I am doing some research for a friend, her mother lived in Stavelot and met some American tankers in the second liberation. Their names were Jimmy Truett and Ernest (Ernie) Bayless. She was told that when they left town they were beheaded by wires strung across the road. Now I know the wire across the road trick was used but I have never heard of an incident in the Bulge. I have put the names in the American list of the fallen and nothing comes up, I even checked by unit for likely candidates and nothing. She is sure it was Jan 45 so I think CCB of 9th armoured the most likely candidate. I also looked at 112th Infantry Regiment but nothing.

    Anyone any ideas or is it just an Urban myth ?

    Whilst checking 112th Infantry Regiments (28th Infantry Division) loss records I came across the fact that at least 20 men died (missing or buried at sea) on the 7/8/9 November 1945 (the late date attracted my attention). Has anyone any info on what must have been a heavy loss for a unit 6 months after the end of the war in Europe (they are buried in Holland).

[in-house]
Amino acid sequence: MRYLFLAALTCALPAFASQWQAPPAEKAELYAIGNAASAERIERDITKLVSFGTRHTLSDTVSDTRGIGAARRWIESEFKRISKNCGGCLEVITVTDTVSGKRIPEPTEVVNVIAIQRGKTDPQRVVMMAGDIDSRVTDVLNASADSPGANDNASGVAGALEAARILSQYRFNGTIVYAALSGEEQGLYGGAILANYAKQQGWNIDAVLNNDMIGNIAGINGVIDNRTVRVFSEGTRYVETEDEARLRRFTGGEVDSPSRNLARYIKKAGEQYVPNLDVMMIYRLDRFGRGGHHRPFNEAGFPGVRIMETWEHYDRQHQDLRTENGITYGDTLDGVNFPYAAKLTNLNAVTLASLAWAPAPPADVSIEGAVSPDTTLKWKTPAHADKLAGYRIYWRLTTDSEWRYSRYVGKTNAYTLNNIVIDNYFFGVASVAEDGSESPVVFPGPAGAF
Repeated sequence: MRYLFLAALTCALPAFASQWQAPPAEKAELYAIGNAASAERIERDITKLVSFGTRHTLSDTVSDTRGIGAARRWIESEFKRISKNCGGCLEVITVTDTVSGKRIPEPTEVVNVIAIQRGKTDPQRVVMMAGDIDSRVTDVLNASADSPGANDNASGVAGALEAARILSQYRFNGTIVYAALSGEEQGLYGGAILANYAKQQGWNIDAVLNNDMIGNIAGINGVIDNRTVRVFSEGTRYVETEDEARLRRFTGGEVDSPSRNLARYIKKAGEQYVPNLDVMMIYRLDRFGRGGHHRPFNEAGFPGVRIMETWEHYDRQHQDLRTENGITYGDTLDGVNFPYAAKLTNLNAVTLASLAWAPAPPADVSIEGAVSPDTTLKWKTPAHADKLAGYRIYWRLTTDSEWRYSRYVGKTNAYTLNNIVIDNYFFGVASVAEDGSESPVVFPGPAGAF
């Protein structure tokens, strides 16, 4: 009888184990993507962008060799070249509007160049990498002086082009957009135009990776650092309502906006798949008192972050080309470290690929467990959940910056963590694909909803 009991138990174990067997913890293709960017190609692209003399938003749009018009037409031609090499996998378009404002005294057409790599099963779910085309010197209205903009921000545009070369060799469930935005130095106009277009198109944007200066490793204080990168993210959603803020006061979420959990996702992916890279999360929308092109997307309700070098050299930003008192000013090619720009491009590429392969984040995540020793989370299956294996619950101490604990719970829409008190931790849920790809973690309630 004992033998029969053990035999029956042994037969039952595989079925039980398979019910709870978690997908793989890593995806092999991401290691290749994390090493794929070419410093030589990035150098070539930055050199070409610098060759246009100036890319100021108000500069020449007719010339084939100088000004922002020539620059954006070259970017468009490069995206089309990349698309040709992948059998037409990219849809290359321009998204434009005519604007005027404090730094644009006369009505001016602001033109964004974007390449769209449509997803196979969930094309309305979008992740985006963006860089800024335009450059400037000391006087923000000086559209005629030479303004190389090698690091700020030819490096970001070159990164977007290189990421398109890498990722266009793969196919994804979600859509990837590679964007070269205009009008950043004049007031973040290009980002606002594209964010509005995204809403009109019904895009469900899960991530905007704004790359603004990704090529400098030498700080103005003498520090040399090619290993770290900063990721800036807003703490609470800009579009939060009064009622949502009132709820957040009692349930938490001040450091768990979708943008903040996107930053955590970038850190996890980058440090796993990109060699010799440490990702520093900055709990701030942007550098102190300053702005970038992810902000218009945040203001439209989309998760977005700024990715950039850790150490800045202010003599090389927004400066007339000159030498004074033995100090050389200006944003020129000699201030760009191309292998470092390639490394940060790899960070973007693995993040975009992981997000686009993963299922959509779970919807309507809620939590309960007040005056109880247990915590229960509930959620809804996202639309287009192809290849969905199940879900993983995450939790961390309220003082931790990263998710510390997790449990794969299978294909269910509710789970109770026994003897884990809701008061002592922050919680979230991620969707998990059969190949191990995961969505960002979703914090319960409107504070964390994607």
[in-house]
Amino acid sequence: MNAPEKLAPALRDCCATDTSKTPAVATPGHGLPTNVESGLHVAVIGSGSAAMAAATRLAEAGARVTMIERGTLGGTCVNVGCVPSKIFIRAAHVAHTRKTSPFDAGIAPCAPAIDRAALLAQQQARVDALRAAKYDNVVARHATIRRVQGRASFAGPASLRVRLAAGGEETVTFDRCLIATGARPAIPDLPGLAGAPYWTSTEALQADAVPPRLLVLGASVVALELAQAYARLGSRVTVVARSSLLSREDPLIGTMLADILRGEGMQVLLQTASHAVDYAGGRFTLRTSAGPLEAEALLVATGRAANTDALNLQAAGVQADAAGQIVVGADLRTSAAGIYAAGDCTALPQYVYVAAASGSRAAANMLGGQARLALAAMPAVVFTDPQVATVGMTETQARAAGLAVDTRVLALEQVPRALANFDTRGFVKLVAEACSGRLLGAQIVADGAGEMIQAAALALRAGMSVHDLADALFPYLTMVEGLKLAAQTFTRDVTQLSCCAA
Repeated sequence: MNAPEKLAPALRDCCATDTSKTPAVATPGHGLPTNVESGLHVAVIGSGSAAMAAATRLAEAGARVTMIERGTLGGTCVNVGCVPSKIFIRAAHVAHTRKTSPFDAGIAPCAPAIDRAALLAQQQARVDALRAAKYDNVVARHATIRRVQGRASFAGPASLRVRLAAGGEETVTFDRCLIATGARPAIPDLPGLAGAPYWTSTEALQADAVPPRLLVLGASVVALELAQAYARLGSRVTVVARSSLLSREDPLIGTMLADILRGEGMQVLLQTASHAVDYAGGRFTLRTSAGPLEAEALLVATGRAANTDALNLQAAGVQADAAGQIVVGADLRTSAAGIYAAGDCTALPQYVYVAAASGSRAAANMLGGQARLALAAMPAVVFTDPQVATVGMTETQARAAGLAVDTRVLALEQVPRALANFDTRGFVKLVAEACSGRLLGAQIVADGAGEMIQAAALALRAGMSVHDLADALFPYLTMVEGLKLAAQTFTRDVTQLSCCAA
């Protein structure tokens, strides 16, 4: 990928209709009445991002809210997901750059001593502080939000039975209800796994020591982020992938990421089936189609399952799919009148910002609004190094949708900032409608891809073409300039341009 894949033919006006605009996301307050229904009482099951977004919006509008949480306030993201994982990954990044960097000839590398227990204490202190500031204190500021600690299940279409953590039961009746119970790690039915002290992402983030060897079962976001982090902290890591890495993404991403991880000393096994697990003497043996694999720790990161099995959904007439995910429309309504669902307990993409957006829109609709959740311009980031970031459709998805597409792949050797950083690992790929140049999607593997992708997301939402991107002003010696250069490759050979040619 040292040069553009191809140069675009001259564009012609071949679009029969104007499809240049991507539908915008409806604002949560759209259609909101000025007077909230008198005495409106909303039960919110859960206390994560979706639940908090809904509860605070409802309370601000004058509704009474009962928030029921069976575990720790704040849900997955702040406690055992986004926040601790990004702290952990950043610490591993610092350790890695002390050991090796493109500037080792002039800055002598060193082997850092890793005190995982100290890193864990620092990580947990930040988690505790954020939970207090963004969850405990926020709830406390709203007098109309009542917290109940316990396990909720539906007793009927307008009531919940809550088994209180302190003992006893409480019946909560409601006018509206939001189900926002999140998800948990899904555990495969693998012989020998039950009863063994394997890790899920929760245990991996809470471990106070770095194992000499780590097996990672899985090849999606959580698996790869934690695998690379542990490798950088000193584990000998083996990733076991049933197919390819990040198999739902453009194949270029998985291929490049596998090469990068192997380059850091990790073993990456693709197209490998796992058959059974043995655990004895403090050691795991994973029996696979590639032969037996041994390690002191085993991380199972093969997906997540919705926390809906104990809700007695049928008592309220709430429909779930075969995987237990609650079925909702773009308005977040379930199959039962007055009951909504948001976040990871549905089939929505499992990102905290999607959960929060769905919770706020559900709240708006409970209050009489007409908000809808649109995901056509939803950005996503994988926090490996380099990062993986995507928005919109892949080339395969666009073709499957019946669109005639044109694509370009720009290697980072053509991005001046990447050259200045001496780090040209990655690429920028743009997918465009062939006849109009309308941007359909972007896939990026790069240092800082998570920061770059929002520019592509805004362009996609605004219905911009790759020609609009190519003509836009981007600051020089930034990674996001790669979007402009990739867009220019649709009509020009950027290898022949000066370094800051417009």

Thanks

    Paul
    Were they in the same tank?

    Assuming that the tank(s) involved allowed a crew member such as the driver to have his head out where a wire could decapitate him, a single wire wouldn't get a driver with his head out and the commander in the turret because the gun, or possibly turret if gun reversed, would snag it .

    There could be two wires at different heights, but this still requires two crew members to have their heads out at the same time.

    If two tanks, the following tank was hardly likely to proceed after the first commander was decapitated, but maybe it's possible if a driver was decapitated and his vehicle continued.